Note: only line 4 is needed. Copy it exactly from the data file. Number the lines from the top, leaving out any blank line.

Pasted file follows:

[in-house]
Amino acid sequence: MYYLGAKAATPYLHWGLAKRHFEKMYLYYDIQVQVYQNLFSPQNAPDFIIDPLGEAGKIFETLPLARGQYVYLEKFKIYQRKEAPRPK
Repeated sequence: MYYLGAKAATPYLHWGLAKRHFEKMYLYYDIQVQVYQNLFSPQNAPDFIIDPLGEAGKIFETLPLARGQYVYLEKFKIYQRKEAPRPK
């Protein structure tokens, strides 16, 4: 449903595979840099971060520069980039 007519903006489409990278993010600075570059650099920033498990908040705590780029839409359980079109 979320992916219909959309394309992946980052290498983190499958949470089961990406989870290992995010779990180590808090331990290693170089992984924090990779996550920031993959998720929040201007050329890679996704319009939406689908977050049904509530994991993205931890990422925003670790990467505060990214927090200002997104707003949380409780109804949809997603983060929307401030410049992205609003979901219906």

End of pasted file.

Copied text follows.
């Protein structure tokens, strides 16, 4: 449903595979840099971060520069980039 007519903006489409990278993010600075570059650099920033498990908040705590780029839409359980079109 979320992916219909959309394309992946980052290498983190499958949470089961990406989870290992995010779990180590808090331990290693170089992984924090990779996550920031993959998720929040201007050329890679996704319009939406689908977050049904509530994991993205931890990422925003670790990467505060990214927090200002997104707003949380409780109804949809997603983060929307401030410049992205609003979901219906």